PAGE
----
Parking Is Public Policy
The purpose of parking regulation is to control the use of a limited resource. Without regulation, there would be little regard for safety or organization. For example, note the chaos at youth athletic events at local parks or schools. Drivers often park without regard for the safety of others, focusing solely on locating a space as close as possible to where their children are playing. It quickly becomes obvious that human nature takes over human rationality.

When public administrators become involved, policies are created to address local land use regulations, human nature, minimum parking requirements, flexibility in those requirements, and parking standards for local municipalities or governmental authorities. With good planning, parking becomes organized, rational, and fair. These standards increase the amount of available parking space without necessarily increasing the actual inventory of parking spaces.

“Without parking, automobiles would be useless, but in cities, parking consumes vast spaces that preempt other uses and make other mobilities incongruent,” wrote Jason Henderson. San Francisco is wrestling with this issue. New policies are being constructed to reduce parking, and thus, automobile use. These new policies are butting up against traditional political movements that lean toward requiring more parking spaces, in direct opposition to new trends.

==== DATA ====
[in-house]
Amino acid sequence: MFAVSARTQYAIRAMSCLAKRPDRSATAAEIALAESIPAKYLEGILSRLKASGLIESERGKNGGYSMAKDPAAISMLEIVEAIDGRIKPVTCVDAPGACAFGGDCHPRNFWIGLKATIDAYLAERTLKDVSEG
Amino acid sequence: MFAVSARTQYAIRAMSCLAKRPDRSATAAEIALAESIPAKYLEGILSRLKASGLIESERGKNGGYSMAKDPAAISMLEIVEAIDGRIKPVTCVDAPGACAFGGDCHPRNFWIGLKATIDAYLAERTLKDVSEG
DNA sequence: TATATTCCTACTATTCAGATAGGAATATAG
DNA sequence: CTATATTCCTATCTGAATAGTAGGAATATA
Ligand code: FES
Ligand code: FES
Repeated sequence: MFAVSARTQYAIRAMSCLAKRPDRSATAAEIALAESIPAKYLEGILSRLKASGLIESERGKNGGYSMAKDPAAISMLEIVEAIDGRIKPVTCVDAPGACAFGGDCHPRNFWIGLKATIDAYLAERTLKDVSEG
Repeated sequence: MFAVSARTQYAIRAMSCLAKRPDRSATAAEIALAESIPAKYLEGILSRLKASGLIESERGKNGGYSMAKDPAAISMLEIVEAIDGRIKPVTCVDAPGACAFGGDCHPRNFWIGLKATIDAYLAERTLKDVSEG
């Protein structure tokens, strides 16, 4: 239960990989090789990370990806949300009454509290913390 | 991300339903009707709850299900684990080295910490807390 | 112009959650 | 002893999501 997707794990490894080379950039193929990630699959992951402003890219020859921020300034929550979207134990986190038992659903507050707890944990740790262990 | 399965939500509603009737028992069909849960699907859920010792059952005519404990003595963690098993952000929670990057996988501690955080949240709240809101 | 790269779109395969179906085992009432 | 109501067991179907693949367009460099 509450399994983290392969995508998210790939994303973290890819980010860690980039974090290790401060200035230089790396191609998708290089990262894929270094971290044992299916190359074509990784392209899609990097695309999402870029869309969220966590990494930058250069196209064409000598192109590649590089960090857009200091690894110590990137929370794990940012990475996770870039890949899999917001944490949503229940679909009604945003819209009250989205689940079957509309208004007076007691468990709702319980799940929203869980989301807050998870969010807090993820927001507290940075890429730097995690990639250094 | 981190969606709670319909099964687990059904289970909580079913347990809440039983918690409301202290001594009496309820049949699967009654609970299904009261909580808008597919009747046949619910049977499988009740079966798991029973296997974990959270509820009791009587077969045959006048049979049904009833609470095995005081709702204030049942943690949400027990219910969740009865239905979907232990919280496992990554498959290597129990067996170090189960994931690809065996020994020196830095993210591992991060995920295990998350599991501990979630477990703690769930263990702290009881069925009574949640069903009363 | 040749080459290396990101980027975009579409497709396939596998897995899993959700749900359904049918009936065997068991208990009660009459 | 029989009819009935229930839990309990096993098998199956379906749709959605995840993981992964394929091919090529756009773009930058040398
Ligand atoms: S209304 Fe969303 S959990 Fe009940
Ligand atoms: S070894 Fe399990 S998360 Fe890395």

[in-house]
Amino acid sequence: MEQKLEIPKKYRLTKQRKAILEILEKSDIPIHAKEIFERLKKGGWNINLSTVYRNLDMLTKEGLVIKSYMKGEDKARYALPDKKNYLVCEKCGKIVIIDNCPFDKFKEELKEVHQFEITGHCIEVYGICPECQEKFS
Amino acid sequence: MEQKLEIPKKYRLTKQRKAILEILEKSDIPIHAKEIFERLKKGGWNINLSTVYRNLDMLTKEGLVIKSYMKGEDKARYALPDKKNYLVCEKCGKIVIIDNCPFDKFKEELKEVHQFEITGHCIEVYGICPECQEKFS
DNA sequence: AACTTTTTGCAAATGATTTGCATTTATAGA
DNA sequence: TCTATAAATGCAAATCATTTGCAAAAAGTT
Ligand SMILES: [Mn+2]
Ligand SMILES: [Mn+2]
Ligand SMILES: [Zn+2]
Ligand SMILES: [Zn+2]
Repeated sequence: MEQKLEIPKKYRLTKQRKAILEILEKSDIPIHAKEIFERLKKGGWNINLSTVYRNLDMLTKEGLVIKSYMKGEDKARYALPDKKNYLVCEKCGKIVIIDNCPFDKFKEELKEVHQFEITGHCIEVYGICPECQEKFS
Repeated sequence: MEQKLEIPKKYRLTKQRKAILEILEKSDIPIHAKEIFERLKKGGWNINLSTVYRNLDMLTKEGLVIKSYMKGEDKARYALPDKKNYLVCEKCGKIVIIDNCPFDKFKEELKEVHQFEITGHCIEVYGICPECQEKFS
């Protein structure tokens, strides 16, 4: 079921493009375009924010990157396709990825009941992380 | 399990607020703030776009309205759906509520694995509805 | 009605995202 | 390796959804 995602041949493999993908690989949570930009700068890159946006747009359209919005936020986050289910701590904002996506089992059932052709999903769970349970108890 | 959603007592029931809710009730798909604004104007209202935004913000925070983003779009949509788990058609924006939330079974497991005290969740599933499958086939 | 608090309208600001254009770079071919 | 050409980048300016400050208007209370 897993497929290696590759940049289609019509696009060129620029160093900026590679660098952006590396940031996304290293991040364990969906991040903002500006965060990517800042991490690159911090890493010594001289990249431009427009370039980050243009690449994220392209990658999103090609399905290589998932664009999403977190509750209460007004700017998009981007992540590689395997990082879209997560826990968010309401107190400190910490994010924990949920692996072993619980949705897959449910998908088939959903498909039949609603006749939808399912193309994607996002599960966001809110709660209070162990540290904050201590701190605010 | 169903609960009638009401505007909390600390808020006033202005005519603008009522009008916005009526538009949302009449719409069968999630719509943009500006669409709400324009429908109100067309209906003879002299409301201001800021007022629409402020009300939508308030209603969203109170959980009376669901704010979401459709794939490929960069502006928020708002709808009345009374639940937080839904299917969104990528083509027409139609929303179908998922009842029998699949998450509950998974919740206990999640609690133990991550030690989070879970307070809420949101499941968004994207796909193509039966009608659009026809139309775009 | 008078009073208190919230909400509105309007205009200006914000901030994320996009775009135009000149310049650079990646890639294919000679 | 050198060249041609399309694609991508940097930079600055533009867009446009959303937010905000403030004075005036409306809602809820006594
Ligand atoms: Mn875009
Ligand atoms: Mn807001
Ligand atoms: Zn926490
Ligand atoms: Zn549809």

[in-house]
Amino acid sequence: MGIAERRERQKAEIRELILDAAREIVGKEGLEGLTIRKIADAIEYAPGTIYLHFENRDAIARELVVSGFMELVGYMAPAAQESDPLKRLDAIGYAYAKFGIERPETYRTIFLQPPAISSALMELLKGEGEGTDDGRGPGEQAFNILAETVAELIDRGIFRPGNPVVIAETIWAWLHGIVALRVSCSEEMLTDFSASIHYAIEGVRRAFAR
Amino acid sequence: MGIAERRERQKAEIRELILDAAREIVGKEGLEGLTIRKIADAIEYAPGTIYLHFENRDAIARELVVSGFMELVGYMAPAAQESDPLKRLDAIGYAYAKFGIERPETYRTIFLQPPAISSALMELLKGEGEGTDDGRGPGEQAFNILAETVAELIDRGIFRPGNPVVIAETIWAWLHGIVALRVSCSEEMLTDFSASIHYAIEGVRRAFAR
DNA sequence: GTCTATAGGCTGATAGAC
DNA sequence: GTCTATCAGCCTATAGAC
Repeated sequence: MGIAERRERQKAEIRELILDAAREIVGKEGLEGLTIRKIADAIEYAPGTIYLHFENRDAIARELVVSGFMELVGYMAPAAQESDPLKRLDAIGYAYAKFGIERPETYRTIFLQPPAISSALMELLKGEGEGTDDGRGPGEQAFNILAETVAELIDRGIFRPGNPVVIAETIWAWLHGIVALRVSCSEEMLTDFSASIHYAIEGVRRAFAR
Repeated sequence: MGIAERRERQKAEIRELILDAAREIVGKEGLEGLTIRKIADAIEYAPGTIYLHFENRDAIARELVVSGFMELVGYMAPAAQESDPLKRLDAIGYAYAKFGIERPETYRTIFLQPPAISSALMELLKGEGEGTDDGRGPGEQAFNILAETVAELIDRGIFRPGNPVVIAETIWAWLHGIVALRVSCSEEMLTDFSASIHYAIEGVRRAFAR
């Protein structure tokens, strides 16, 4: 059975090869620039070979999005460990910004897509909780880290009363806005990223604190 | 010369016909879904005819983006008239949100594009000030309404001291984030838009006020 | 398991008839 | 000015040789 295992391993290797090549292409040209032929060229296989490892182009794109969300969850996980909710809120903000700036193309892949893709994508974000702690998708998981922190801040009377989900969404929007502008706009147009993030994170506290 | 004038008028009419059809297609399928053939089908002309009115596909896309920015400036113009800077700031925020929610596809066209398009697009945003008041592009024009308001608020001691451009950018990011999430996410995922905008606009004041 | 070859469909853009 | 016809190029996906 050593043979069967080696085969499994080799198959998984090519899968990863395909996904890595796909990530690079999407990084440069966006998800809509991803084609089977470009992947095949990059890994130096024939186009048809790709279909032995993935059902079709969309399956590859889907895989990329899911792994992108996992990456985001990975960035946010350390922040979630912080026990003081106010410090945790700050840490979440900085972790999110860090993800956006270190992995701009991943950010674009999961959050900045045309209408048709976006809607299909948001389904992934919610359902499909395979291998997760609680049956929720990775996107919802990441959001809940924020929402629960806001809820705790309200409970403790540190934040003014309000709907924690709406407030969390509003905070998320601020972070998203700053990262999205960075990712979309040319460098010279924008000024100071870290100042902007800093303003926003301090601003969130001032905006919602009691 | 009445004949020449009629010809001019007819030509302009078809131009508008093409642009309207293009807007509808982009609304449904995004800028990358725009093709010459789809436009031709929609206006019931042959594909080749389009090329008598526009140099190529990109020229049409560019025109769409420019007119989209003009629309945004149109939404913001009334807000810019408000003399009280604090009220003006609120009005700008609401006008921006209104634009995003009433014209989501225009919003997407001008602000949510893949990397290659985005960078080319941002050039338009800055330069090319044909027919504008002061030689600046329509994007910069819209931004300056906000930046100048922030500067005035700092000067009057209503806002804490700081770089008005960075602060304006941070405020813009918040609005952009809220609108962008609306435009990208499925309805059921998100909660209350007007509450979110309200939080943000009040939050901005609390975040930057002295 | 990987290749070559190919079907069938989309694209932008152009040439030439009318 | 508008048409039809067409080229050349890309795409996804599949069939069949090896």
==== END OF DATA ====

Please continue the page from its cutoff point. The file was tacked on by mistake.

A November 2007 ballot measure would have allowed for the construction of additional parking in San Francisco. This was at a time when transportation, neighborhood, and environmental activists were successful in reducing parking in the city. The measure was defeated, and the parking debate continues. “As local responses to global warming, energy consumption, and the social justice implications of automobiles proliferate, San Francisco provides a poignant example for scholars, activists, and policymakers interested in how the challenges to the automobile and its parking spaces are unfolding,” Henderson wrote.

Removing parking spaces is not a popular movement across the U.S. Even in New York City, where congestion is king, the removal of parking spaces has not become an overwhelming issue. Flexible reuse of buildings is limited due to local parking regulations. To meet ­minimum-parking requirements, investors are required to tear down core building structures. Parking is more than differences over the number of spaces; it is about the cities’ values and urban space uses.

Adding to Existing Theory